It’s September, so I went through my social media feeds and grabbed all of the MicroStories I’d tweeted during the month of August.
As a reminder, these represent story-essences composed using no more than 129 characters (so I could tweet them with the hashtag #MicroStory.)
Usually, I only tweet Science Fiction and Fantasy #MicroStories. August was pretty much no exception.
For really great #MicroStory action, please follow @MicroSFF, the Twitter account that inspired me to participate in this minimalist writing exercise. That feed puts out great science fiction and fantasy MicroStories all the time.
(I want to make it clear that @MicroSFF is *not* a Twitter account of mine. Their flash-fiction tweets are excellent. Mine are okay.)
I’m delighted to announce that this is my third anniversary of writing these types of itty-bitty almost-stories. Go me! I’ve got 36 months worth. (I should probably make an actual count of how many I’ve done.)
Once, a witch settled in our woods. Once.
Once, a vampire came in the night. Once.
Once, a swarm of plague rats came to town.
“Will good prevail?” the princess asked.
“Of course. It always does.”
Her father rode off with the army.
She began to cry.
No one thought to ask the demon if it was willing to impersonate the imprisoned prince and be a puppet ruler.
The gods had forbidden anyone from entering the dead cities.
They wished to avoid having to kill those cities a third time.
The world was a rare opportunity for xeno-archaeology. Most alien structures were only found on asteroids.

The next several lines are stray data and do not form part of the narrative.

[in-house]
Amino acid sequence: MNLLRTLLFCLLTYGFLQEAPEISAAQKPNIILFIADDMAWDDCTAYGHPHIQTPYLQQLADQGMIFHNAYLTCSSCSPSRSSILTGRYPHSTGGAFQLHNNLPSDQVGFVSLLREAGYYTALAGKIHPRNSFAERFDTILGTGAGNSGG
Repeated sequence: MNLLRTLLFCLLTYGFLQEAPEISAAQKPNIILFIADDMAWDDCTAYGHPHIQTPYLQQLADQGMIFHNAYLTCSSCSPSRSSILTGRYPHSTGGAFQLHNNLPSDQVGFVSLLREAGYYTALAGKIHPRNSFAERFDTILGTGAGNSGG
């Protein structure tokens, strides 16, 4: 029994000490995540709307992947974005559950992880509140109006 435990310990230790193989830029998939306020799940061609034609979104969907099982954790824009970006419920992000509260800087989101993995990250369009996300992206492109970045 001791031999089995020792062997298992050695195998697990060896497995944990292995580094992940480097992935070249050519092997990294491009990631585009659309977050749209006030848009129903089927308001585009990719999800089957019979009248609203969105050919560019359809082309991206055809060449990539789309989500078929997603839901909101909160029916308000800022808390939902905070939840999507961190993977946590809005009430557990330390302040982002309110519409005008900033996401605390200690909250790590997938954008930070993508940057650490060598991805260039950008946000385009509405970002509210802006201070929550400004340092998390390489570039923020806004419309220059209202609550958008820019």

For ominous reasons.
The City Watch could only account for nine of the Centaur delegation. How could a centaur go missing in the city?
The city had been dying for years, so no one noticed when it expired one night.
The necromancer made them notice 3 days later.
It was made of mist & sand.
Starlight & falling leaves. And rage.
My sword was made of dreams, mirrors, & shells.
“I’ve always loved the sea.”
“Is that why you’re not bailing?”
“I’ve always loved outer space.”
“Is that why you’re not helping patch this hull breach?”
The old colonials emotionally resisted updating the school books that still listed Earth as a planet and not as the Inner Belt.
She whined & shook.
Why couldn’t her humans realize that this was the thunderstorm that would kill them?
Just like the last one.
All of the castles were haunted, so most armies had exorcists.
This castle was ours, though.
The ghosts were our proud fathers.
We’d waited days, but the captain wouldn’t ship off without one of its fave stupid warrior races on the crew.
It wanted a human.
The captain knew it couldn’t ignore the distress call, but rescuing humans was so troublesome.
So much screaming.
The harpy refused.
“You only paid us to fight against men.”
“They have bows. Unholy weapons. That makes them demons.”
Once settled into orbit, we kicked off the scans for undersea Alpha artifacts and polar Beta artifacts.
We prayed for no Omegas.
No one knew how old the wizard was.
Weekly, he’d earnestly announce that his 100th birthday was nigh and sternly demand a feast.
Thank you to everyone who has read and enjoyed my small stories. I tweet flash-fiction at irregular intervals on my Twitter account, @patman23. At more regular intervals, I’ll be talking about my dogs, or walking through eye-level spiderwebs in the morning, or Game of Thrones. (Hodor!)
Want to read my earlier MicroStory collections? If you select the Flash Fiction category in the Categories widget on my page, you can see every monthly collection, going back to where I started in August, 2013. Should you do that, let me know. You’re my hero.
The header picture was taken by my wife (while I was driving), it is of an approaching and dramatic thunderstorm in August (that just might have inspired one of the microstories above.) If you simply must make use of it, please credit my wife, Lisa Sponaugle, as the photographer.
© Patrick Sponaugle 2016 Some Rights Reserved